Sawalkot Dam: Who’s Development and at What Cost?

Video By: Tahir Mushtaq | Article By: Nusrat Ali

In Ramban the people whose properties are going to be broken down for the creation of dam on Chenab river have been protesting against the unfair compensation being allocated to them by the authorities. This project has received clearance from the Indian environment ministry’s ‘Expert Appraisal Committee for River Valley and Hydroelectric Projects. Sawalkot Hydro Power Project is being constructed by the Jammu and Kashmir State Power Development Corporation (JKSPDC) in District Ramban on river Chenab. It is a state owned project and its power generating capacity is 1856 MW and an amount of $2 billion has been allocated for it.

Residents of 46 villages of District Ramban have to evacuate from their villages. The affected people are worried about their future and rehabilitation. “I appeal administration if they have any such plan, they should first look for our rehabilitation and compensate us so that we do not suffer”, says Vishav Bandu Sharma, a resident of Lower Maitra Ramban.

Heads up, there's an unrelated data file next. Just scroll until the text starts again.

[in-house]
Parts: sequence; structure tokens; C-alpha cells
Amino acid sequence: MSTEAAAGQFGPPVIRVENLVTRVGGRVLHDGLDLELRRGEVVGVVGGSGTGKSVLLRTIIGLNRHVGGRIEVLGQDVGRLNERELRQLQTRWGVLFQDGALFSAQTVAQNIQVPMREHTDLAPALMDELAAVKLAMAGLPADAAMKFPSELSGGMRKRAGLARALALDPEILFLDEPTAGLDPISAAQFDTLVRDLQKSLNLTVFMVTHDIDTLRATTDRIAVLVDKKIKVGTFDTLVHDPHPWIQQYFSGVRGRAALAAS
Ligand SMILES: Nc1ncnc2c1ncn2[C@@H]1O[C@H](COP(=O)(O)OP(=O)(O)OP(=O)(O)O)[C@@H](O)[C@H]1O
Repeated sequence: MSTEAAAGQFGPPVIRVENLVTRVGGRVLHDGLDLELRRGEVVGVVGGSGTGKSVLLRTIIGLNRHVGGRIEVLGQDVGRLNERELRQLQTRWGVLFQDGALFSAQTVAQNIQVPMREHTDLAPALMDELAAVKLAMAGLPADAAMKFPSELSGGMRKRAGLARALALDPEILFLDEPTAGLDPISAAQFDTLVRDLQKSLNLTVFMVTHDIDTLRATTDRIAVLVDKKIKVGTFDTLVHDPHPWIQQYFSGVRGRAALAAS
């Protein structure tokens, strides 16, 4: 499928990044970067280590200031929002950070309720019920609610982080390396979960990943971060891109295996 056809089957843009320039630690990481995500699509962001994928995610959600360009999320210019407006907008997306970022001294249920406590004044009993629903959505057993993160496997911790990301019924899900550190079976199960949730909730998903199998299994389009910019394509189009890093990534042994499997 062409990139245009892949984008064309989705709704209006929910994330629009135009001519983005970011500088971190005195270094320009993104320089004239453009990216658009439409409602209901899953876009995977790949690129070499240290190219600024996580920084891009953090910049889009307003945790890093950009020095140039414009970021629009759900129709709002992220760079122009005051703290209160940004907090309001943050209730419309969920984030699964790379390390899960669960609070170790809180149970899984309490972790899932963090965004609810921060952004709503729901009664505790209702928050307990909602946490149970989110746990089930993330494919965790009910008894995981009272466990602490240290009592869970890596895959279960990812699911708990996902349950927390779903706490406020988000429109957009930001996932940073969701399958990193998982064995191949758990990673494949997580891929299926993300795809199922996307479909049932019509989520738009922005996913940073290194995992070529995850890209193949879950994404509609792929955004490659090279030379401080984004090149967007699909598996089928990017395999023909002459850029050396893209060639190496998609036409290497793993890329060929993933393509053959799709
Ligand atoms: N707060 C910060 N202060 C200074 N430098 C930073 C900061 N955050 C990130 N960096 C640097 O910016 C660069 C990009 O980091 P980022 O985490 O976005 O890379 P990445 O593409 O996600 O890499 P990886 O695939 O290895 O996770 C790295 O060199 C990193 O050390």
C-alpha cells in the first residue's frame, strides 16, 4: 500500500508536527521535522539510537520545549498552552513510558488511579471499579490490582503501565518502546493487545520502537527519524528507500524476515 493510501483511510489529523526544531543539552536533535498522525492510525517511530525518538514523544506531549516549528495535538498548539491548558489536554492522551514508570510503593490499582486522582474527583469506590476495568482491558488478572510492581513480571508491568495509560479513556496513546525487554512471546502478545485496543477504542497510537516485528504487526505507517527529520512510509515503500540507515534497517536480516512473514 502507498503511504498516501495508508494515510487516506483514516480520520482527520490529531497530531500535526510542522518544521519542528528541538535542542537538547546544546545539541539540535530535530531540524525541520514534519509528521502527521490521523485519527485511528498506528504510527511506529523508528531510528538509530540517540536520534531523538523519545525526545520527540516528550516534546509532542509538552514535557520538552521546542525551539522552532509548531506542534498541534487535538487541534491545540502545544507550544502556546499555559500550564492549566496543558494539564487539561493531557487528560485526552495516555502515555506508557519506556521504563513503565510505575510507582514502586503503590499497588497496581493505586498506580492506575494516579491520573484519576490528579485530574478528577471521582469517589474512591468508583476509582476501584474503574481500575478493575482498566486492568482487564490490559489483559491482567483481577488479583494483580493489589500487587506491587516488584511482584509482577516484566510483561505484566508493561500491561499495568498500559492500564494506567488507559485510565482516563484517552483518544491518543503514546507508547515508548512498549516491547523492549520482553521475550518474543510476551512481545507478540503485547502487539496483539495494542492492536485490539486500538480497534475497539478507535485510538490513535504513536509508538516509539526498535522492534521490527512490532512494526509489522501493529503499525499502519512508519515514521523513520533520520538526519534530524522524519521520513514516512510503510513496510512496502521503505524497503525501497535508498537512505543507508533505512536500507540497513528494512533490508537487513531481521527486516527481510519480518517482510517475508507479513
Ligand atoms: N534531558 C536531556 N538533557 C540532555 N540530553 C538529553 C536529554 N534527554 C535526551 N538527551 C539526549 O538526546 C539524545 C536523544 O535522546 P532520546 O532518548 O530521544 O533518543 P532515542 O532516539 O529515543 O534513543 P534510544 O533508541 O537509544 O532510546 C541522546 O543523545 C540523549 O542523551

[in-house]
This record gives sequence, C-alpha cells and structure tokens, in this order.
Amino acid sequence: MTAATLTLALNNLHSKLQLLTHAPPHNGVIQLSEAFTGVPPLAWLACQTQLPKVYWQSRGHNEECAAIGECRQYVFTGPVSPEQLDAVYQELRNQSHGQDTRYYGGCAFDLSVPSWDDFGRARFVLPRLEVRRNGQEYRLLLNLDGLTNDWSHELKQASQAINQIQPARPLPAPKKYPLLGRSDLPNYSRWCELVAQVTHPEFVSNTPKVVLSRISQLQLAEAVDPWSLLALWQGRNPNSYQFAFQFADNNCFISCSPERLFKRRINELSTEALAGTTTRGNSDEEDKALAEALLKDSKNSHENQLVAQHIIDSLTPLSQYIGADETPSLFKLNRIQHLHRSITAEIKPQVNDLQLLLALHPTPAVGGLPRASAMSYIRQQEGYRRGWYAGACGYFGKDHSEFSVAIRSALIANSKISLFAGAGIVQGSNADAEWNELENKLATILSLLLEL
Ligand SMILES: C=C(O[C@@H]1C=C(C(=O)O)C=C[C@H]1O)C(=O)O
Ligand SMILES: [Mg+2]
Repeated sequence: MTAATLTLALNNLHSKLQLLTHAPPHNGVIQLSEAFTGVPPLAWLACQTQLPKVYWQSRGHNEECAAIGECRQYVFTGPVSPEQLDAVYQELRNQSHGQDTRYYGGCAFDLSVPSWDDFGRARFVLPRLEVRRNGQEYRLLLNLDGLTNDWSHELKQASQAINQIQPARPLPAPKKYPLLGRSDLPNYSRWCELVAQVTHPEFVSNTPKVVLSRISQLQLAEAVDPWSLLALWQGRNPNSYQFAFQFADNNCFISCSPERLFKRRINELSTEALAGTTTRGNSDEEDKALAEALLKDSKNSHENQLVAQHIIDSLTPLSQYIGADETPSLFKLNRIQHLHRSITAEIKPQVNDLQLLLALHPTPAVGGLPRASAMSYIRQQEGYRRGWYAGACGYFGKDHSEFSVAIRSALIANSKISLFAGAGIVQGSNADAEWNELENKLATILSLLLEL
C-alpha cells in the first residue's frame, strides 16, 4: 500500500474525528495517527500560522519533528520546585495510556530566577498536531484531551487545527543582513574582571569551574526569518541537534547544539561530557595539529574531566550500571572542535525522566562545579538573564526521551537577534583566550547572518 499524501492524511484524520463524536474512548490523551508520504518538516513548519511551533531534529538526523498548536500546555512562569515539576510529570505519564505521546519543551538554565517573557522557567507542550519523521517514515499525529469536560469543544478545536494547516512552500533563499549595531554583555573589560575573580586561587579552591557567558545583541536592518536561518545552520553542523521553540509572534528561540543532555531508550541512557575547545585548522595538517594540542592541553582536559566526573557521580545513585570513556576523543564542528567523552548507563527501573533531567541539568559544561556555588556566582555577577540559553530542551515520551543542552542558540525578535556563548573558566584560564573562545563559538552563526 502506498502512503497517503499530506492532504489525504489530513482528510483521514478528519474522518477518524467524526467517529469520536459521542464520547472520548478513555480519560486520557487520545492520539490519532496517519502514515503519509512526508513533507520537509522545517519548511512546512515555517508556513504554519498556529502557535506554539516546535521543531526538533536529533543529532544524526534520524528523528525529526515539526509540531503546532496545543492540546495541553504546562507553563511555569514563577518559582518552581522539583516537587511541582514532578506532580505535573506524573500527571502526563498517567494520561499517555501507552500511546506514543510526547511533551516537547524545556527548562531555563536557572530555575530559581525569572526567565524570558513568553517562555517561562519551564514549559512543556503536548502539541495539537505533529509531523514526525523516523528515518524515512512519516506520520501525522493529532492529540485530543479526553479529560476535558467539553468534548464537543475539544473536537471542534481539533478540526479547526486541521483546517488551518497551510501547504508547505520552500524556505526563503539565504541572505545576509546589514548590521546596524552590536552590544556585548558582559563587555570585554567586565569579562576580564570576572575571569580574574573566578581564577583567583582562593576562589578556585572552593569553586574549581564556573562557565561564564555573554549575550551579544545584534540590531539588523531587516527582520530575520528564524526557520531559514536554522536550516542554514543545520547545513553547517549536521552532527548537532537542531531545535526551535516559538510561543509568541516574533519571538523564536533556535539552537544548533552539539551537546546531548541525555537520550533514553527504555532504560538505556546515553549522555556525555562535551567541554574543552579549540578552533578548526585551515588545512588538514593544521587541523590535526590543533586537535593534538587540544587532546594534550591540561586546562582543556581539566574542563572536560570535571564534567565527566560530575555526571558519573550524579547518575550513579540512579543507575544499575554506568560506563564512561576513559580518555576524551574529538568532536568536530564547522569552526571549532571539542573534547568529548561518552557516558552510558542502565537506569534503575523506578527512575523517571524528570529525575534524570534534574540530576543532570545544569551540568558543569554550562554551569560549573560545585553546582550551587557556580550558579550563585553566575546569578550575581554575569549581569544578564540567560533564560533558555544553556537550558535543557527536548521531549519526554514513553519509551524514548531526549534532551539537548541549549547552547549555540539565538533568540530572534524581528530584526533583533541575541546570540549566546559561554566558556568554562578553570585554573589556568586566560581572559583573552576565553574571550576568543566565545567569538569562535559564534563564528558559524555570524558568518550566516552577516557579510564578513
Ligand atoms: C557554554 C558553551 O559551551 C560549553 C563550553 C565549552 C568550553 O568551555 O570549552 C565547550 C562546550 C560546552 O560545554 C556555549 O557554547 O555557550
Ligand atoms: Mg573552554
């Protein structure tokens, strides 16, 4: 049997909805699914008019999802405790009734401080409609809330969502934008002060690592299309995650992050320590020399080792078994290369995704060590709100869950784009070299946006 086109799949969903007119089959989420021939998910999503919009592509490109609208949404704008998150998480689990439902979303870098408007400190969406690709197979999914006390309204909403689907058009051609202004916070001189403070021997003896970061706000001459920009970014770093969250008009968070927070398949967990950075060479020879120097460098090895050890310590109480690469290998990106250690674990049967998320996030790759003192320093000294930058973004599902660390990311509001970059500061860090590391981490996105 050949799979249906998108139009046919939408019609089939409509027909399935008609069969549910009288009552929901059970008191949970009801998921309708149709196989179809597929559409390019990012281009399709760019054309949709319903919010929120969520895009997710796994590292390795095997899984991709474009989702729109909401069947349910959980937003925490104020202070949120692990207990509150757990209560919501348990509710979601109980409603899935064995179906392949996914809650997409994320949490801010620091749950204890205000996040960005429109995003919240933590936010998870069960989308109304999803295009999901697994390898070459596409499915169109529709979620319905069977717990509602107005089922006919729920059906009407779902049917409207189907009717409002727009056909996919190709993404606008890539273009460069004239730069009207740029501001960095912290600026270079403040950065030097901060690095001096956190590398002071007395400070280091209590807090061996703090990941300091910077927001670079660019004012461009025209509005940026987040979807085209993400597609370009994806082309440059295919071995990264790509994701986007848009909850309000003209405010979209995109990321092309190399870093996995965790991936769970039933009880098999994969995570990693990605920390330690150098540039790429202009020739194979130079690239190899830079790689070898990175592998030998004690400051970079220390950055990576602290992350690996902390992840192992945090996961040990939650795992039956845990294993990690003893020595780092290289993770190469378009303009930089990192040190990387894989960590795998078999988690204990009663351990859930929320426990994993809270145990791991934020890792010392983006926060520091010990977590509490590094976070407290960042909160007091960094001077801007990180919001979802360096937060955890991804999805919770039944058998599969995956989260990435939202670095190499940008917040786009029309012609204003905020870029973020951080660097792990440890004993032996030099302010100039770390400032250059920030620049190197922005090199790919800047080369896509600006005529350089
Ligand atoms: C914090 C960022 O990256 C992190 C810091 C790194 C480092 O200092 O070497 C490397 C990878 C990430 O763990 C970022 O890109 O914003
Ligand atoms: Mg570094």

The Sawalkot project was approved at a meeting held on February 20, 2017. Numerous other hydroelectric projects in Jammu and Kashmir have been proposed by India, all of which faced objection from Pakistan due to the adverse impact it might have on that country. Significantly, the push for the latest project in Jammu seems to have come after India lost 18 soldiers to an armed attack by four Pakistani militants in Uri last September. Does this mean India may now be using water as a weapon against Pakistan? Pakistan is highly dependent on the water from the Indus and its tributaries for its agricultural and domestic purposes. Islamabad fears the Sawalkot dam will reduce the amount of water that flows through this water-stressed country.

Large dams have forced some 40-80 million people from their lands in the past six decades, according to the World Commission on Dams.  Those displaced by reservoirs are only the most visible victims of large dams. According to the World Commission on Dams, “The end of any dam project must result in sustainable development of human welfare, that is, it must be economically viable, socially equitable and environmentally sustainable”.

Environmental activists have also voiced their concern over the construction of the dam, which would be tantamount to ecological destruction. There will be a massive displacement of population and the land needed for the dam will sweep away large areas of forest cover.

Moreover, the dam would be highly vulnerable to earthquake being in the seismic zone of Kashmir Himalayas. The site is close to the Himalayan Boundary Thrust zone where a number of earthquakes have been recorded in the past.

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